Keywords
Capsella, competition, mating system, outcrossing, ploidy, selfing
National Category
Evolutionary Biology
Identifiers
urn:nbn:se:uu:diva-356872 (URN)10.1093/aob/mcy014 (DOI)000432059300017 ()29471370 (PubMedID)
Funder
Swedish Research Council
Available from: 2018-08-09 Created: 2018-08-09 Last updated: 2018-08-09Bibliographically approved
Svedberg, J., Hosseini, S., Chen, J., Vogan, A. A., Mozgova, I., Hennig, L., . . . Johannesson, H. (2018). Convergent evolution of complex genomic rearrangements in two fungal meiotic drive elements. Nature Communications, 9, Article ID 4242.
Open this publication in new window or tab >>Convergent evolution of complex genomic rearrangements in two fungal meiotic drive elements
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2018 (English)In: Nature Communications, ISSN 2041-1723, E-ISSN 2041-1723, Vol. 9, article id 4242Article in journal (Refereed) Published
Abstract [en]

Meiotic drive is widespread in nature. The conflict it generates is expected to be an important motor for evolutionary change and innovation. In this study, we investigated the genomic consequences of two large multi-gene meiotic drive elements, Sk-2 and Sk-3, found in the filamentous ascomycete Neurospora intermedia. Using long-read sequencing, we generated the first complete and well-annotated genome assemblies of large, highly diverged, non-recombining regions associated with meiotic drive elements. Phylogenetic analysis shows that, even though Sk-2 and Sk-3 are located in the same chromosomal region, they do not form sister clades, suggesting independent origins or at least a long evolutionary separation. We conclude that they have in a convergent manner accumulated similar patterns of tandem inversions and dense repeat clusters, presumably in response to similar needs to create linkage between genes causing drive and resistance.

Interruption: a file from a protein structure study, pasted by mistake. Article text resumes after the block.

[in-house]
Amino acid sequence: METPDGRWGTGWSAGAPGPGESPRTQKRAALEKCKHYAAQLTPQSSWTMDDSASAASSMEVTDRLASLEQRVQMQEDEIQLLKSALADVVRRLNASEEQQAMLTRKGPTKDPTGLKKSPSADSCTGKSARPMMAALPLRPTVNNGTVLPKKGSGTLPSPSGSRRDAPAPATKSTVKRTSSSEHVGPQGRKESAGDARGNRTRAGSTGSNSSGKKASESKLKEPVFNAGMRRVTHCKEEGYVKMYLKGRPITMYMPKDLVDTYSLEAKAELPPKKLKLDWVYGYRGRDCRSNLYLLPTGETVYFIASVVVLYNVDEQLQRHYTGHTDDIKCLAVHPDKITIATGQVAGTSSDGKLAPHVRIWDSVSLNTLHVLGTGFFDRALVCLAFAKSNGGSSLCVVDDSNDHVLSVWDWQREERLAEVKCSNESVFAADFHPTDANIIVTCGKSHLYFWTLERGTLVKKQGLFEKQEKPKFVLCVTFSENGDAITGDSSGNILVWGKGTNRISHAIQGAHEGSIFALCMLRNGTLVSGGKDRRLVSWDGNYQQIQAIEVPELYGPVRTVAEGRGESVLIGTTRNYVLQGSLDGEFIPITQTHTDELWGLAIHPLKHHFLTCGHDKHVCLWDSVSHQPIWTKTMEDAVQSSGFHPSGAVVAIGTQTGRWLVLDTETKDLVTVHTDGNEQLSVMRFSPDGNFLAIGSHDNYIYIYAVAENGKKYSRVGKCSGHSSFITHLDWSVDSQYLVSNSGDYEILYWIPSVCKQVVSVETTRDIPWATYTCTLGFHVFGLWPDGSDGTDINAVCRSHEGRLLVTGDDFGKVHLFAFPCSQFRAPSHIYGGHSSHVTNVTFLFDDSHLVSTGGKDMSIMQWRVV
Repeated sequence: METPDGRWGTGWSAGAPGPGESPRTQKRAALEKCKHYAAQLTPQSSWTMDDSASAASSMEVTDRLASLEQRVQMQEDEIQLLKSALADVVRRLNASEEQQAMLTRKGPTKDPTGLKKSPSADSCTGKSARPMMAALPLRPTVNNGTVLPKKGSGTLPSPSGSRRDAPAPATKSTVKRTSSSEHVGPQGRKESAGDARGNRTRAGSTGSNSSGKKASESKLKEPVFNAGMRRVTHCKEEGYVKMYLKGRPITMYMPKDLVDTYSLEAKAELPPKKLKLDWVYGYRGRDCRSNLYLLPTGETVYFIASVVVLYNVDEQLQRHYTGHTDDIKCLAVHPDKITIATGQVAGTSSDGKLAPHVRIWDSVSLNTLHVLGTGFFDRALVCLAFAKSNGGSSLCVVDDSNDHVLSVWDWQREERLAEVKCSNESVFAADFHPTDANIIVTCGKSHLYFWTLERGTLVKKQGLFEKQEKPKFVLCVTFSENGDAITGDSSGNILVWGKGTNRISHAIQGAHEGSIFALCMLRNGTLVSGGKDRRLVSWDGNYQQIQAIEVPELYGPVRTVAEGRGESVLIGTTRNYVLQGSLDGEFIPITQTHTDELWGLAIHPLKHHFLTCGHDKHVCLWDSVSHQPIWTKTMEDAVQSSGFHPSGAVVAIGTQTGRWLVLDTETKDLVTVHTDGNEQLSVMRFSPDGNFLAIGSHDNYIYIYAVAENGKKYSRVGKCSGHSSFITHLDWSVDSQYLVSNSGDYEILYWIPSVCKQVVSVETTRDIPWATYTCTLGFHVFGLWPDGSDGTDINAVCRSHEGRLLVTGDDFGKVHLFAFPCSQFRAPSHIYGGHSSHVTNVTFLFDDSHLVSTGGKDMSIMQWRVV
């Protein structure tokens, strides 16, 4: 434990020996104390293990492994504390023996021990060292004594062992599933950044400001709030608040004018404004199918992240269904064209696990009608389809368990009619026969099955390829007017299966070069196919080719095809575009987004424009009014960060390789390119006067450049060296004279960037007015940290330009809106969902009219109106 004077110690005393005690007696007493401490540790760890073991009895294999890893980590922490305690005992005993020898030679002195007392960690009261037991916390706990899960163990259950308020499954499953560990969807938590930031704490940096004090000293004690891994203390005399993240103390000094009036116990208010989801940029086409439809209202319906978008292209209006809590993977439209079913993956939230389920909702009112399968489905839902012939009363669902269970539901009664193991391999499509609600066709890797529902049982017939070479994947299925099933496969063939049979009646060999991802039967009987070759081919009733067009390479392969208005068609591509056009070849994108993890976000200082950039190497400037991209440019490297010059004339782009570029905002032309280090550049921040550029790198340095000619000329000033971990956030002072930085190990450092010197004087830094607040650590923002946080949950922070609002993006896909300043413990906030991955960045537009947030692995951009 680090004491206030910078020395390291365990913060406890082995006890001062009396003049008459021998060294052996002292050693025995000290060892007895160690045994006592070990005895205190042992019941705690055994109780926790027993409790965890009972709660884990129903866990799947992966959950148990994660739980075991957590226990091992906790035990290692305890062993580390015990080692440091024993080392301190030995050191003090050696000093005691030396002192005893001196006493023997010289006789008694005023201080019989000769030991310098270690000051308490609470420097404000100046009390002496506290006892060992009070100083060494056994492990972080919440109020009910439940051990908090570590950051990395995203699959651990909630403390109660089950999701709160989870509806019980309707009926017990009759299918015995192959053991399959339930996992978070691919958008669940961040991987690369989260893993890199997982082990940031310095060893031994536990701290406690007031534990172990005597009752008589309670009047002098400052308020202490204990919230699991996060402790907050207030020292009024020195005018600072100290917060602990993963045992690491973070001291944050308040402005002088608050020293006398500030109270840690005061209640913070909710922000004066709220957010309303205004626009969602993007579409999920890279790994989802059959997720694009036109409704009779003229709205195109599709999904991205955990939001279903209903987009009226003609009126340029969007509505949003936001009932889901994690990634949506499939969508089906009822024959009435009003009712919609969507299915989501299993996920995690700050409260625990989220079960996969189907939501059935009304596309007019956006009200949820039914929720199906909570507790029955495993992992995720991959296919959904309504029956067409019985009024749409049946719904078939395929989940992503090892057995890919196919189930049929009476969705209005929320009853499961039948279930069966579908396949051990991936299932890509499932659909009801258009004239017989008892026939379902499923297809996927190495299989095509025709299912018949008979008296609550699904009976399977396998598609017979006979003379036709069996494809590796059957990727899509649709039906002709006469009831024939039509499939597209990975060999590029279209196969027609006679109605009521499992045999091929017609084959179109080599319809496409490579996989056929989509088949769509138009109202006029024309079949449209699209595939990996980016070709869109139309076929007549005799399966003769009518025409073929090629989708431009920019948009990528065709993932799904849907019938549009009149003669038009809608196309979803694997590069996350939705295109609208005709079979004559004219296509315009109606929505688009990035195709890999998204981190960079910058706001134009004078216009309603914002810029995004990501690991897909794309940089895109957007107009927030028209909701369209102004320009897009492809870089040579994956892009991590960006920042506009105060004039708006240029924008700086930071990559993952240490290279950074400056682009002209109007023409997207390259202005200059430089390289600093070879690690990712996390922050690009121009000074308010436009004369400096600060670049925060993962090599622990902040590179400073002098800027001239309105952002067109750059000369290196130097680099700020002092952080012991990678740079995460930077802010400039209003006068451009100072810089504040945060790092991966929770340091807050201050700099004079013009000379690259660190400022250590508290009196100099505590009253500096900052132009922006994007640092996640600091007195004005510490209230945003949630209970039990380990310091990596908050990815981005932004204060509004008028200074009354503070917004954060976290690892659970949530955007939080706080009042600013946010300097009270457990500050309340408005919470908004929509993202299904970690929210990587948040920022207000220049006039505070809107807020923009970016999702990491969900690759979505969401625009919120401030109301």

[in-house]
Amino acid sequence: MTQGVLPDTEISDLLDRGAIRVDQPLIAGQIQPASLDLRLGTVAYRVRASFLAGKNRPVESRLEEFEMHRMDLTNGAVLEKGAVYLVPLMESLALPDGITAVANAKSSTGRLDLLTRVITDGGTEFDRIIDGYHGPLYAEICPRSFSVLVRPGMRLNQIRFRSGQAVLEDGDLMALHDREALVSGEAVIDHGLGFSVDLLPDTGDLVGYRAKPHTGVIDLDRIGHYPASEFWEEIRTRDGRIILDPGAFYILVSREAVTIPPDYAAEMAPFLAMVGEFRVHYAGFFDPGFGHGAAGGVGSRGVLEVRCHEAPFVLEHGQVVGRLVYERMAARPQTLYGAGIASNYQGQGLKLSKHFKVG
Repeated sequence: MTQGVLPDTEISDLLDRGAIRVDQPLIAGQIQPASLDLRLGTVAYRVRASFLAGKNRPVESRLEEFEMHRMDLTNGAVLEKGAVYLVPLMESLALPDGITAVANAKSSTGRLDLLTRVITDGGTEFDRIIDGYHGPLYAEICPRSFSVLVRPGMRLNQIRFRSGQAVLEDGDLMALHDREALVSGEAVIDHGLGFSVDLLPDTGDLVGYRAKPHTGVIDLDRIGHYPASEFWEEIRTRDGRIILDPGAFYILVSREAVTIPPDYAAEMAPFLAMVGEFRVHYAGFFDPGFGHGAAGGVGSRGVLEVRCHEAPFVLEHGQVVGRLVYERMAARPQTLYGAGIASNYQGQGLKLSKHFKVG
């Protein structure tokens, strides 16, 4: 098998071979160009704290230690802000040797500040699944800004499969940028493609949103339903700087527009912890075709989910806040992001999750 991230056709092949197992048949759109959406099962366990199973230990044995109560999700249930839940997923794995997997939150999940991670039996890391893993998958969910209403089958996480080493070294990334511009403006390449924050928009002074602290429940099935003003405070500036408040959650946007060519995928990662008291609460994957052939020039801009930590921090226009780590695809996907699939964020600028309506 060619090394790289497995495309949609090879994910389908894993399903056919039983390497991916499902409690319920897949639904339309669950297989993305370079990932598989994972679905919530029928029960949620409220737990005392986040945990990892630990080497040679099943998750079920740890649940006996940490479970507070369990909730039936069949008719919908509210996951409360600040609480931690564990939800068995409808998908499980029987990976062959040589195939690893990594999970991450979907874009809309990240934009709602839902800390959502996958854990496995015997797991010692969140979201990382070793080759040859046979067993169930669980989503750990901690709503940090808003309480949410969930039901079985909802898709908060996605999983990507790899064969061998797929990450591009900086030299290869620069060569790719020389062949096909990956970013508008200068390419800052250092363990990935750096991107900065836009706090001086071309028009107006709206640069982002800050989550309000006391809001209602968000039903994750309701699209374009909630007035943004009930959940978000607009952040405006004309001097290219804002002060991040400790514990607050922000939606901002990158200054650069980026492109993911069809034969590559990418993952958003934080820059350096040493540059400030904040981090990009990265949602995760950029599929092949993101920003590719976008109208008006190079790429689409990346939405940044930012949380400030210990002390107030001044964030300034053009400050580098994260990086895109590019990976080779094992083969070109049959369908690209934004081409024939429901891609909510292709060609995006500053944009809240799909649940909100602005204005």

Place, publisher, year, edition, pages
NATURE PUBLISHING GROUP, 2018
National Category
Genetics Evolutionary Biology
Identifiers
urn:nbn:se:uu:diva-368443 (URN)10.1038/s41467-018-06562-x (DOI)000447123000018 ()30315196 (PubMedID)
Funder
Swedish Research CouncilEU, Horizon 2020, 648143Science for Life Laboratory - a national resource center for high-throughput molecular bioscience
Available from: 2018-12-07 Created: 2018-12-07 Last updated: 2018-12-07Bibliographically approved
Wang, X.-J., Hu, Q.-J., Guo, X.-Y., Wang, K., Ru, D.-F., German, D. A., . . . Liu, J.-q. (2018). Demographic expansion and genetic load of the halophyte model plant Eutrema salsugineum. Molecular Ecology, 27(14), 2943-2955
Open this publication in new window or tab >>Demographic expansion and genetic load of the halophyte model plant Eutrema salsugineum
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2018 (English)In: Molecular Ecology, ISSN 0962-1083, E-ISSN 1365-294X, Vol. 27, no 14, p. 2943-2955Article in journal (Refereed) Published
Abstract [en]

The halophyte model plant Eutrema salsugineum (Brassicaceae) disjunctly occurs in temperate to subarctic Asia and North America. This vast, yet extremely discontinuous distribution constitutes an ideal system to examine long-distance dispersal and the ensuing accumulation of deleterious mutations as expected in expanding populations of selfing plants. In this study, we resequenced individuals from 23 populations across the range of E.salsugineum. Our population genomic data indicate that E.salsugineum migrated "out of the Altai region" at least three times to colonize northern China, northeast Russia and western China. It then expanded its distribution into North America independently from northeast Russia and northern China, respectively. The species colonized northern China around 33.7 thousand years ago (kya) and underwent a considerable expansion in range size approximately 7-8 kya. The western China lineage is likely a hybrid derivative of the northern China and Altai lineages, originating approximately 25-30 kya. Deleterious alleles accumulated in a stepwise manner from (a) Altai to northern China and North America and (b) Altai to northeast Russia and North America. In summary, E.salsugineum dispersed from Asia to North America and deleterious mutations accumulated in a stepwise manner during the expansion of the species' distribution.